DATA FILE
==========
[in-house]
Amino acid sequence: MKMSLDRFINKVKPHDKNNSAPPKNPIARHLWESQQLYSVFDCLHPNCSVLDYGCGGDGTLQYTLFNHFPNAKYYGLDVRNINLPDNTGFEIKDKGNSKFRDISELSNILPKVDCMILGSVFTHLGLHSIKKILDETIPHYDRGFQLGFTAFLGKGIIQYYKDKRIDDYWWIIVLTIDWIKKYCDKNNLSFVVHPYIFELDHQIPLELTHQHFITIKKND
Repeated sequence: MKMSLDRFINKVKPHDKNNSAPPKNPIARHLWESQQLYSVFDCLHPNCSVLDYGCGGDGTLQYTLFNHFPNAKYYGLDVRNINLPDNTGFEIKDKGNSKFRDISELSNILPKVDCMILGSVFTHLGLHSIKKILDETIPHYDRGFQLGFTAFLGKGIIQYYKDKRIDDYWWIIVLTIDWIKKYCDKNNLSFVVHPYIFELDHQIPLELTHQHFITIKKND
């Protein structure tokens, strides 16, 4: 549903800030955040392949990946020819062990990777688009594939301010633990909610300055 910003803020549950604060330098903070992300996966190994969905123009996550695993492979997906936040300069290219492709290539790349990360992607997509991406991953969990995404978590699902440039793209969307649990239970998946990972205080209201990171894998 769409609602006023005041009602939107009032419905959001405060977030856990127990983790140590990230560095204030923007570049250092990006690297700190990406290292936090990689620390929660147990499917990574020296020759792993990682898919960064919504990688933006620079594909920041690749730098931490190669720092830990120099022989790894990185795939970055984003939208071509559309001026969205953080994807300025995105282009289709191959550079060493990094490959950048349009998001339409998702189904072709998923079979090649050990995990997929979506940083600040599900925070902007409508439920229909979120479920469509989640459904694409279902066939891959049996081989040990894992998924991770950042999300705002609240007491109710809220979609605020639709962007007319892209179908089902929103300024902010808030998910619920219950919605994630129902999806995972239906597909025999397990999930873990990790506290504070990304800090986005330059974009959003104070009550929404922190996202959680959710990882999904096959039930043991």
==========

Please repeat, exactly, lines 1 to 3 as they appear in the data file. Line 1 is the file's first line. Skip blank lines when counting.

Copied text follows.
[in-house]
Amino acid sequence: MKMSLDRFINKVKPHDKNNSAPPKNPIARHLWESQQLYSVFDCLHPNCSVLDYGCGGDGTLQYTLFNHFPNAKYYGLDVRNINLPDNTGFEIKDKGNSKFRDISELSNILPKVDCMILGSVFTHLGLHSIKKILDETIPHYDRGFQLGFTAFLGKGIIQYYKDKRIDDYWWIIVLTIDWIKKYCDKNNLSFVVHPYIFELDHQIPLELTHQHFITIKKND
Repeated sequence: MKMSLDRFINKVKPHDKNNSAPPKNPIARHLWESQQLYSVFDCLHPNCSVLDYGCGGDGTLQYTLFNHFPNAKYYGLDVRNINLPDNTGFEIKDKGNSKFRDISELSNILPKVDCMILGSVFTHLGLHSIKKILDETIPHYDRGFQLGFTAFLGKGIIQYYKDKRIDDYWWIIVLTIDWIKKYCDKNNLSFVVHPYIFELDHQIPLELTHQHFITIKKND